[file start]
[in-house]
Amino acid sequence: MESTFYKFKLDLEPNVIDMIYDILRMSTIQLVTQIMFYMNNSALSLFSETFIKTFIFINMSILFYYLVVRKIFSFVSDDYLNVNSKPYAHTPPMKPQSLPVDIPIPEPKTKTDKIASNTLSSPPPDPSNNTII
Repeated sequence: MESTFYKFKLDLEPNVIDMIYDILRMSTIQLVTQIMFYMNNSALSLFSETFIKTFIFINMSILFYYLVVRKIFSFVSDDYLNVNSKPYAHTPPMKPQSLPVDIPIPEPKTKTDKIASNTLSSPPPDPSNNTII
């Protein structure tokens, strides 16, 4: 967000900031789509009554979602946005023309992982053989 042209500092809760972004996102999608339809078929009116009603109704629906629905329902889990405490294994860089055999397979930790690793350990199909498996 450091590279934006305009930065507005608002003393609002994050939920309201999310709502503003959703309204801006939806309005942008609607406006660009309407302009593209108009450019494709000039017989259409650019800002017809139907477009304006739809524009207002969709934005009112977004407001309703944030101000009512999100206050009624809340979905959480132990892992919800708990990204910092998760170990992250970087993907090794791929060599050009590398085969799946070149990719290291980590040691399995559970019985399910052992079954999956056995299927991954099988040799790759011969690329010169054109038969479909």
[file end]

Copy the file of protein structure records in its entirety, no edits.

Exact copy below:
[in-house]
Amino acid sequence: MESTFYKFKLDLEPNVIDMIYDILRMSTIQLVTQIMFYMNNSALSLFSETFIKTFIFINMSILFYYLVVRKIFSFVSDDYLNVNSKPYAHTPPMKPQSLPVDIPIPEPKTKTDKIASNTLSSPPPDPSNNTII
Repeated sequence: MESTFYKFKLDLEPNVIDMIYDILRMSTIQLVTQIMFYMNNSALSLFSETFIKTFIFINMSILFYYLVVRKIFSFVSDDYLNVNSKPYAHTPPMKPQSLPVDIPIPEPKTKTDKIASNTLSSPPPDPSNNTII
């Protein structure tokens, strides 16, 4: 967000900031789509009554979602946005023309992982053989 042209500092809760972004996102999608339809078929009116009603109704629906629905329902889990405490294994860089055999397979930790690793350990199909498996 450091590279934006305009930065507005608002003393609002994050939920309201999310709502503003959703309204801006939806309005942008609607406006660009309407302009593209108009450019494709000039017989259409650019800002017809139907477009304006739809524009207002969709934005009112977004407001309703944030101000009512999100206050009624809340979905959480132990892992919800708990990204910092998760170990992250970087993907090794791929060599050009590398085969799946070149990719290291980590040691399995559970019985399910052992079954999956056995299927991954099988040799790759011969690329010169054109038969479909």